Coming from the deep American south they were exotic with birdbaths and peanuts growing in their garden. My friend’s grandfather fashioned objects in his basement out of metal bottle caps – baskets, rabbits, jalopies. Brenda and I watched him work and listened to his stories of diving into Lake Ontario, inadvertently swallowing a tape worm egg, and having a tape worm in his stomach for decades and decades. We loved him.

pink flamingo lampTheir prized possession was a pair of life-sized pink flamingos, and when a chosen warm summer day was coming to an end these would be placed at the bottom of the huge immaculately-tended garden. Two white lawn chairs would be placed behind them, a cooler filled with ice and soda bottles was put in place, and we were all ready for the evening hobby of car-spotting. Cars would drive slowly past, slow down, and driver and passenger (out for the evening motorized promenade) would stop to chat for a while. Strangers would wave. It was a glorious time.

It wasn’t my fault I bought the pink flamingo lamps yesterday. We passed them in the shop as we were on our way to see our just-born grandson. The shop was shut. Today, again, I took the same path to the Maternity ward, and they were still there. What was I to do? Abandon them to their cruel fate of having some strangers buy them, and perhaps even split them up?

Never. After top-level consultation with my grand-daughter, the pair now glow warmly together. One day in a few years time, my grandchildren and I will take the flamingo couple to the end of the drive way at the end of a warm summer day and plug them in. I will tell tall tales about my long-lost Lake Geneva tape worm. We will pop open the old-fashioned glass coke bottles that can still be purchased just over the border in France. Cars and bicyclers will slow down in awe and admiration and we will wave.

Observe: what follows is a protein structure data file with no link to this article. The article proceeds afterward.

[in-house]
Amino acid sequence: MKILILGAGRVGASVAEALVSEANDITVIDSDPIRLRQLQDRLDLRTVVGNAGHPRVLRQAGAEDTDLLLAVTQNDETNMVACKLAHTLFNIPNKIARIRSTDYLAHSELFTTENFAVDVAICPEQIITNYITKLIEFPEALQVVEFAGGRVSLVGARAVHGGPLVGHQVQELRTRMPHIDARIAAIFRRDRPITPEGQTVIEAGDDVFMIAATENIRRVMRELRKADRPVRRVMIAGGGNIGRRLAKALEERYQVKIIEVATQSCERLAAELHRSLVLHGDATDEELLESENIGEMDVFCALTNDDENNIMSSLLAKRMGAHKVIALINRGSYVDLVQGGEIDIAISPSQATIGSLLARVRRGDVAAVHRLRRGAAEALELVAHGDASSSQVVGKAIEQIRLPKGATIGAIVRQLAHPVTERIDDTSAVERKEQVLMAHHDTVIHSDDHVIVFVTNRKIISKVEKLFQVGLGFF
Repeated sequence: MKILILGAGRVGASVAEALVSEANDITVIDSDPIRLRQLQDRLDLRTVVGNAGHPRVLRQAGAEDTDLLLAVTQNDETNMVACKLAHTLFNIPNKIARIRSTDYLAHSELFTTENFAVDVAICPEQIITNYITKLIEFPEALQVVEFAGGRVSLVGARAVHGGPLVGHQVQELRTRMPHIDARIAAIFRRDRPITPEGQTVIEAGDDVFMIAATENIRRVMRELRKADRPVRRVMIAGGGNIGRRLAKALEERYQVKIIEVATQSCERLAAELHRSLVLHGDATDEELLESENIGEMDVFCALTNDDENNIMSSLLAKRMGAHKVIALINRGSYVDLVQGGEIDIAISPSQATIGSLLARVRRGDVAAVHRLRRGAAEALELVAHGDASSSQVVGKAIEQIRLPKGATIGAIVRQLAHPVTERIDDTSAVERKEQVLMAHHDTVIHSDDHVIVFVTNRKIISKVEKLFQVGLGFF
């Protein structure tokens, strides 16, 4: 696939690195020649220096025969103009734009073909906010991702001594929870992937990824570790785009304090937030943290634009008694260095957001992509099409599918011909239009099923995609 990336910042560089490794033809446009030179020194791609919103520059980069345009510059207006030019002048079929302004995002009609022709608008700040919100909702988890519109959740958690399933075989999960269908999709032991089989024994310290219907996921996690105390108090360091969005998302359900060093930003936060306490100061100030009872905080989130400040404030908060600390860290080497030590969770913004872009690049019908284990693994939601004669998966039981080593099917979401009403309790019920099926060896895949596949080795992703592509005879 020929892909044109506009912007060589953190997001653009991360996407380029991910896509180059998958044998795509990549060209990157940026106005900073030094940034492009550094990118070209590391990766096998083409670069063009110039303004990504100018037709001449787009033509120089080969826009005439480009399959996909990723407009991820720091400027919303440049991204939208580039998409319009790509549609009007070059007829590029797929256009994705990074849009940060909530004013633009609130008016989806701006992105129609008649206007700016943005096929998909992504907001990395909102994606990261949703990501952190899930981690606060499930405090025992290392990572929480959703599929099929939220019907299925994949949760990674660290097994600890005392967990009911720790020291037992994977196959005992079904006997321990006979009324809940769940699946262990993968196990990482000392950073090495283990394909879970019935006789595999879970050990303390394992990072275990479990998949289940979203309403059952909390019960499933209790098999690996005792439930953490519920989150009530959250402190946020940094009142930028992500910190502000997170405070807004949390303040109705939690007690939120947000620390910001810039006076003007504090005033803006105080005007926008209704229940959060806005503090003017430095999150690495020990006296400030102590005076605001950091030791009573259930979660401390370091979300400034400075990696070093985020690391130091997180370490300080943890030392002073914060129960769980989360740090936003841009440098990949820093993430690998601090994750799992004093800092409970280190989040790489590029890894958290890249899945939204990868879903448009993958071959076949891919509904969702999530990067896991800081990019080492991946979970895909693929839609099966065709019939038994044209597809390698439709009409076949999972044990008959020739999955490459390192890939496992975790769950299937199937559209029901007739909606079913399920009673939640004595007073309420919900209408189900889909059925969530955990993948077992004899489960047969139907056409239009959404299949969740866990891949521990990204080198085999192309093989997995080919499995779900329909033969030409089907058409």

It’s not the same, but it’s not different, either. It’s a fine January dream of a July pink flamingo evening in Canada.

The Ex-Xmas Tree

Everyone knows about Christmas left-overs. With the turkey, you make sandwiches, stews, and a final swan-song turkey-noodle soup. The rest gets given to the cat until not even he will touch it any more. The carcass is unsentimentally thrown out with the garbage.  Leftover champagne, on the other hand, becomes a delightfully refreshing breakfast beverage.

However, left-over Christmas trees are a different story. They have had a moment of true glory and domestic beauty. They have been bought, created, and imbued with those most powerful of emotions: delight, nostalgia, and wonder. They have become your friend.

When I first came to Switzerland, my Swiss-German mother-in-law had real candles and wicked sparklers on her Christmas tree. I was terrified, and in pitying tones was assured that the tree was so fresh that not even a blow torch could catch it alight.

burned treeThis was seriously confusing, as in Canada the tree is brought into the house any time after the first of November. There used to be coloured light bulbs that got hot enough to singe the branches. By Christmas Day, the thing was well on its way to being a piece of naked tinder with a few forlorn candy canes and bits of tinsel. There were needles everywhere.

Not wanting to be thought of as wimpy Canadian, I, too, took up this Swiss naked-flame tradition, and it was found so charming and delightful by English friends that they did manage to burn out their London living-room. After this event, I slowly and craftily changed to electrical lights and the big Christmas tree water bucket (a tasteful green) became redundant.

There are no community January Christmas tree-burning ceremonies here, instead the individual trees are dragged in the direction of the compost bin. They can be seen littering the sidewalks and poking out of garbage chutes. They have angel hair and golden ties from the chocolate ornaments that used to be on them. In this post-Christmas world it is a depressing and sorry sight.

Not in this house. We don’t abandon old dead things so easily. Dec 31st finds our Christmas tree stripped of its chintzy ornaments and gutless electrical lights and sporting real burning candles out in the garden. If it survives that, it is hung with bird balls and becomes a huge bird-feeder. The birds, the turkey-stuffed cat and our grand-daughter find this most interesting.

Eventually. Christmas magic melts away, and the tree becomes part of the springtime garden clean-up. The tree has been a virgin, a bride, an acrobat, a servant and finally a corpse. Spring comes and the dead tree goes. The circle is complete.